"I used to know," I say.
And beyond the fog, across the Bay, over the Sierras and then the Rockies still awaiting their first snow, on past the Mississippi winding its way to the Gulf, among the corn fields, the limestone buildings of a Midwest college town — at least two flights away — you agree.
"I knew once, as a teenager."
"It was so easy to know then, as a teenager."
"But each time after that one I was less certain."
The fog comes up off the ocean then silently slips though the streets. A stream of fog. A tributary leading nowhere. It overtakes the nostalgia peddlers down on Haight.
"Yes, each time a little less. That sounds right."
"In college I still knew — 95 percent maybe."
The city will soon disappear in the fog.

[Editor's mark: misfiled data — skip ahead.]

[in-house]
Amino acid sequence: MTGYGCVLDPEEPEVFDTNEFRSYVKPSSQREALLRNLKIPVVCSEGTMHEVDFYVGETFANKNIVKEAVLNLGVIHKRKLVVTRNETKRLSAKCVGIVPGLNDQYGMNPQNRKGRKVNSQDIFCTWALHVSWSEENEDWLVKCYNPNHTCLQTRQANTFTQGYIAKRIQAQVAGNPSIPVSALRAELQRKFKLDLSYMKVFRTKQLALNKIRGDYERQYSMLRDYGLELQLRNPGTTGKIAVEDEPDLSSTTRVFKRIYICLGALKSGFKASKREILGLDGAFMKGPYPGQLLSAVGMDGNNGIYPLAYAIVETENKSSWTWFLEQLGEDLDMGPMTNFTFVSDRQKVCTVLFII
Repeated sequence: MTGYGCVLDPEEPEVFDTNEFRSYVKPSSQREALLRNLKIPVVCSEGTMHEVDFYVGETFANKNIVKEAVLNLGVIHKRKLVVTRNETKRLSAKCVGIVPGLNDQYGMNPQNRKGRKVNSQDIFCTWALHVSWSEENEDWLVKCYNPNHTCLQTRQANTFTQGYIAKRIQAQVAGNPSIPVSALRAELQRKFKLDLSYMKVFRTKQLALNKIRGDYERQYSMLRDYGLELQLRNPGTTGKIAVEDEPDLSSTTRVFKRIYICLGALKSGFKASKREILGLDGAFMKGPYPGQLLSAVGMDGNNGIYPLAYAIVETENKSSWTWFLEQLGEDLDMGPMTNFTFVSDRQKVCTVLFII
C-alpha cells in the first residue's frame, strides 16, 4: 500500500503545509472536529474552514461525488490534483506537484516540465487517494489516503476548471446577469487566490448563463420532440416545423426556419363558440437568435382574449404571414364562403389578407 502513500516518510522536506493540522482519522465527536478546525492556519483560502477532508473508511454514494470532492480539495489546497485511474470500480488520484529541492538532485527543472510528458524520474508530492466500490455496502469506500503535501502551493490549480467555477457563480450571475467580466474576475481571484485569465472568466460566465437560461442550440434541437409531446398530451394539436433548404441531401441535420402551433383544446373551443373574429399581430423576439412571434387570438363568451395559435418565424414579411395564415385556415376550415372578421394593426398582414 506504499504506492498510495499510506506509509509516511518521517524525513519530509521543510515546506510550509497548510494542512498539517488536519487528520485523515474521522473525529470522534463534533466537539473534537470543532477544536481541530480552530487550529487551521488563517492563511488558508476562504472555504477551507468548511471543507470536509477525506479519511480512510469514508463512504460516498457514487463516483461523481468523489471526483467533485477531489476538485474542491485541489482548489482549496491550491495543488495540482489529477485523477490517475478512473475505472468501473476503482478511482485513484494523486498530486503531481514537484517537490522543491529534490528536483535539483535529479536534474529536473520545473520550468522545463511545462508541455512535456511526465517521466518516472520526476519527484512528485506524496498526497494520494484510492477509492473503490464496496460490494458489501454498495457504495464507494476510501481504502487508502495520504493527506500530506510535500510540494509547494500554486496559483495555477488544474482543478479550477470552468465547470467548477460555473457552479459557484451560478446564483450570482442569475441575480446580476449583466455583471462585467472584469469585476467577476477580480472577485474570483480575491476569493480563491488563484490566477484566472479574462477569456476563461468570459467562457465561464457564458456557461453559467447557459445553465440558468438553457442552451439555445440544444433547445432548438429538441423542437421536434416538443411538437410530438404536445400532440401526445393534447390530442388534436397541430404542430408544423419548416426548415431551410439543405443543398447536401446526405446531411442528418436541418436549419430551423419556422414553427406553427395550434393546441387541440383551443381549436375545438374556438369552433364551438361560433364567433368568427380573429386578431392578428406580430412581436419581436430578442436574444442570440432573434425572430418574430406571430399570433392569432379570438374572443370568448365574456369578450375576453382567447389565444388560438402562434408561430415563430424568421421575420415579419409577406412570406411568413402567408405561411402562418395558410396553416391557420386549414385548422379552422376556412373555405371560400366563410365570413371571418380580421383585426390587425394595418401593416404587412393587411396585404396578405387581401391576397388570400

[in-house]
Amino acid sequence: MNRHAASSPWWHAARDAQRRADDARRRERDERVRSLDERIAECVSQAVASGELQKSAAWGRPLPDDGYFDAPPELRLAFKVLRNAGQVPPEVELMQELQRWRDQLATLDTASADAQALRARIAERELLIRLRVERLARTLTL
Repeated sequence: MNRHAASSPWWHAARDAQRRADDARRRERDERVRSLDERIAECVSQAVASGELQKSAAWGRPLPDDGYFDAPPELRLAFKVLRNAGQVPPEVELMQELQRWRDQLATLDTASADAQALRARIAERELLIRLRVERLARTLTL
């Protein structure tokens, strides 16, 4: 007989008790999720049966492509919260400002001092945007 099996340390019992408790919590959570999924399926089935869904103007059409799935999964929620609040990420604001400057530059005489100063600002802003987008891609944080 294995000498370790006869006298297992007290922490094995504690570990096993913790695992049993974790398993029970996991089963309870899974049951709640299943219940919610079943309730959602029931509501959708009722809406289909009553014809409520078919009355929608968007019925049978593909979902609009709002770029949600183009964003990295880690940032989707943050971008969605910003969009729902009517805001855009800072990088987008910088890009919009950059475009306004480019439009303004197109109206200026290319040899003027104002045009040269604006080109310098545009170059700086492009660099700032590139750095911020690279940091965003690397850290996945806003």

"And in my mid-twenties maybe 90."
"But as a teenager, like you say, it was easy to be certain."
"Yet there was so little to be certain about."
This old apartment is cold. A draft comes in through the window. Spring has passed and with it, the sky's violent storms. Summer is now over.
"When you came out here, when you were here, I sensed we felt the same."
"I'm not sure. There were distractions."
Out the window, fog.
"Well this is not San Francisco. And we knew I was moving from the start."
Winter will come and in the mountains the snow will pile high.
"Will we still talk? I mean, would you like to still talk?"
On the plains the wind will blow bitter cold.
"Yes. As people do who live apart."
The days get shorter. Summer's gone.
"And is that it?" you ask, from beyond the fog.
I don't know.
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